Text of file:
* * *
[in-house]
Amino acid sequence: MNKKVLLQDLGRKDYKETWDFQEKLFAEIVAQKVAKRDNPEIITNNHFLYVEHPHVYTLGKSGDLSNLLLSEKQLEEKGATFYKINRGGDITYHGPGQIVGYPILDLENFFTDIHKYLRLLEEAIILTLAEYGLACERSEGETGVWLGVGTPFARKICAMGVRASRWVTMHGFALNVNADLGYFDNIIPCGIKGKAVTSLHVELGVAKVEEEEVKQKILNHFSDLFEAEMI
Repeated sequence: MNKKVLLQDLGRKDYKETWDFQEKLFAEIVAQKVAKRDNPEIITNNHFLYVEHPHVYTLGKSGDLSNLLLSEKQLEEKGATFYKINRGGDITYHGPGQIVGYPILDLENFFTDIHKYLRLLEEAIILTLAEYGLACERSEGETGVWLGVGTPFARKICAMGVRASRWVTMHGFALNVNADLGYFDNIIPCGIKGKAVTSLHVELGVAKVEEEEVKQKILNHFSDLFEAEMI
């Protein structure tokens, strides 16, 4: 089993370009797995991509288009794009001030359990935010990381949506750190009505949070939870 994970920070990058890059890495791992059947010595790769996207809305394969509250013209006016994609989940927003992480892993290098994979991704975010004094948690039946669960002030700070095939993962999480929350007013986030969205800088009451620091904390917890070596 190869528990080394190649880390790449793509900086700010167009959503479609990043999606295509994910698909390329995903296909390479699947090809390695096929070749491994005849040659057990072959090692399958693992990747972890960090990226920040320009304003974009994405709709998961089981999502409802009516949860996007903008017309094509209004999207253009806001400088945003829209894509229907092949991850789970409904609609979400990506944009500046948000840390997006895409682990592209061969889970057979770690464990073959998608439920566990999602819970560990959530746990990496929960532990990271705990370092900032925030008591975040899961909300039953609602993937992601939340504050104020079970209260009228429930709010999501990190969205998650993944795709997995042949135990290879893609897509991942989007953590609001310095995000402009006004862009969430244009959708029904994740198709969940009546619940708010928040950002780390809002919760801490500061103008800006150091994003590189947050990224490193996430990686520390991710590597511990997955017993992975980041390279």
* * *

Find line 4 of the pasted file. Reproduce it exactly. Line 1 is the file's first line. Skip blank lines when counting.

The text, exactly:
């Protein structure tokens, strides 16, 4: 089993370009797995991509288009794009001030359990935010990381949506750190009505949070939870 994970920070990058890059890495791992059947010595790769996207809305394969509250013209006016994609989940927003992480892993290098994979991704975010004094948690039946669960002030700070095939993962999480929350007013986030969205800088009451620091904390917890070596 190869528990080394190649880390790449793509900086700010167009959503479609990043999606295509994910698909390329995903296909390479699947090809390695096929070749491994005849040659057990072959090692399958693992990747972890960090990226920040320009304003974009994405709709998961089981999502409802009516949860996007903008017309094509209004999207253009806001400088945003829209894509229907092949991850789970409904609609979400990506944009500046948000840390997006895409682990592209061969889970057979770690464990073959998608439920566990999602819970560990959530746990990496929960532990990271705990370092900032925030008591975040899961909300039953609602993937992601939340504050104020079970209260009228429930709010999501990190969205998650993944795709997995042949135990290879893609897509991942989007953590609001310095995000402009006004862009969430244009959708029904994740198709969940009546619940708010928040950002780390809002919760801490500061103008800006150091994003590189947050990224490193996430990686520390991710590597511990997955017993992975980041390279």